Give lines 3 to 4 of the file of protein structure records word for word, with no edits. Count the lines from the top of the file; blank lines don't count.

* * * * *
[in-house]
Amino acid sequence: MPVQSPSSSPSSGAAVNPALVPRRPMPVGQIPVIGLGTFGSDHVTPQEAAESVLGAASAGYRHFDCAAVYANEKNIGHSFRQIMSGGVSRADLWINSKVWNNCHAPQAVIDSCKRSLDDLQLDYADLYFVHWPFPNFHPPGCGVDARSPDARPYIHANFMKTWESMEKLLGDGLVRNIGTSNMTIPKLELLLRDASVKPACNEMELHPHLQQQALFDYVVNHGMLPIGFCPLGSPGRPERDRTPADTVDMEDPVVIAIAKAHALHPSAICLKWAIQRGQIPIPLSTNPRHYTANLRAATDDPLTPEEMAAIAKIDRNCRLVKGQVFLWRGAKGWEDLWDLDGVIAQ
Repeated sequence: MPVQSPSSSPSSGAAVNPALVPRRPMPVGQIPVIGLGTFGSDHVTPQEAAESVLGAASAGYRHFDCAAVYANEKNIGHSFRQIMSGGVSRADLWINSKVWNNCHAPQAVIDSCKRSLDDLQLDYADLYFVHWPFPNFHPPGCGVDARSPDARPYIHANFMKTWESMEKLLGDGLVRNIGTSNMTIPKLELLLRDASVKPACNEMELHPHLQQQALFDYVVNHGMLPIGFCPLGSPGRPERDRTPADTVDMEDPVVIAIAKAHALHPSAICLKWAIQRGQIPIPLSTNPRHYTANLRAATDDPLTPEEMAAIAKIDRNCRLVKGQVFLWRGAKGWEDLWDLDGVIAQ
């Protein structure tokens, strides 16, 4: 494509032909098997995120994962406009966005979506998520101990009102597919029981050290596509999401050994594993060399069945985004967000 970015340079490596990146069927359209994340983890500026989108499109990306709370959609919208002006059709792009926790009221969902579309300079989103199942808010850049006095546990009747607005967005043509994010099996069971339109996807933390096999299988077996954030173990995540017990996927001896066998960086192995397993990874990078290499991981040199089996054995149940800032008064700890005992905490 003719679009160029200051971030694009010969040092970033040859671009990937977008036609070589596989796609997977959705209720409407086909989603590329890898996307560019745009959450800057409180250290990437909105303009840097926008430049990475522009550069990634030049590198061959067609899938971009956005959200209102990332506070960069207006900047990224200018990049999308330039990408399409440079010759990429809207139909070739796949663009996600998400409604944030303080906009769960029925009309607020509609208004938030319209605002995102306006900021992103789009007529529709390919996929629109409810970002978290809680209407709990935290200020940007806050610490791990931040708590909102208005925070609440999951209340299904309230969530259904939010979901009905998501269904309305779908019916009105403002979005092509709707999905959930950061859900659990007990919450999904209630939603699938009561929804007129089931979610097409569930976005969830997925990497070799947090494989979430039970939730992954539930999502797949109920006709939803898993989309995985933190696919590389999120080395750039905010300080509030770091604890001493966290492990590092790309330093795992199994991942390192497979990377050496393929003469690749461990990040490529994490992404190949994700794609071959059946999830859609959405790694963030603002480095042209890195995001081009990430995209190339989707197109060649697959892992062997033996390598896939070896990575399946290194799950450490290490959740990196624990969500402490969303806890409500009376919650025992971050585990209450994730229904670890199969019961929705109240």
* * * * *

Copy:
Repeated sequence: MPVQSPSSSPSSGAAVNPALVPRRPMPVGQIPVIGLGTFGSDHVTPQEAAESVLGAASAGYRHFDCAAVYANEKNIGHSFRQIMSGGVSRADLWINSKVWNNCHAPQAVIDSCKRSLDDLQLDYADLYFVHWPFPNFHPPGCGVDARSPDARPYIHANFMKTWESMEKLLGDGLVRNIGTSNMTIPKLELLLRDASVKPACNEMELHPHLQQQALFDYVVNHGMLPIGFCPLGSPGRPERDRTPADTVDMEDPVVIAIAKAHALHPSAICLKWAIQRGQIPIPLSTNPRHYTANLRAATDDPLTPEEMAAIAKIDRNCRLVKGQVFLWRGAKGWEDLWDLDGVIAQ
């Protein structure tokens, strides 16, 4: 494509032909098997995120994962406009966005979506998520101990009102597919029981050290596509999401050994594993060399069945985004967000 970015340079490596990146069927359209994340983890500026989108499109990306709370959609919208002006059709792009926790009221969902579309300079989103199942808010850049006095546990009747607005967005043509994010099996069971339109996807933390096999299988077996954030173990995540017990996927001896066998960086192995397993990874990078290499991981040199089996054995149940800032008064700890005992905490 003719679009160029200051971030694009010969040092970033040859671009990937977008036609070589596989796609997977959705209720409407086909989603590329890898996307560019745009959450800057409180250290990437909105303009840097926008430049990475522009550069990634030049590198061959067609899938971009956005959200209102990332506070960069207006900047990224200018990049999308330039990408399409440079010759990429809207139909070739796949663009996600998400409604944030303080906009769960029925009309607020509609208004938030319209605002995102306006900021992103789009007529529709390919996929629109409810970002978290809680209407709990935290200020940007806050610490791990931040708590909102208005925070609440999951209340299904309230969530259904939010979901009905998501269904309305779908019916009105403002979005092509709707999905959930950061859900659990007990919450999904209630939603699938009561929804007129089931979610097409569930976005969830997925990497070799947090494989979430039970939730992954539930999502797949109920006709939803898993989309995985933190696919590389999120080395750039905010300080509030770091604890001493966290492990590092790309330093795992199994991942390192497979990377050496393929003469690749461990990040490529994490992404190949994700794609071959059946999830859609959405790694963030603002480095042209890195995001081009990430995209190339989707197109060649697959892992062997033996390598896939070896990575399946290194799950450490290490959740990196624990969500402490969303806890409500009376919650025992971050585990209450994730229904670890199969019961929705109240």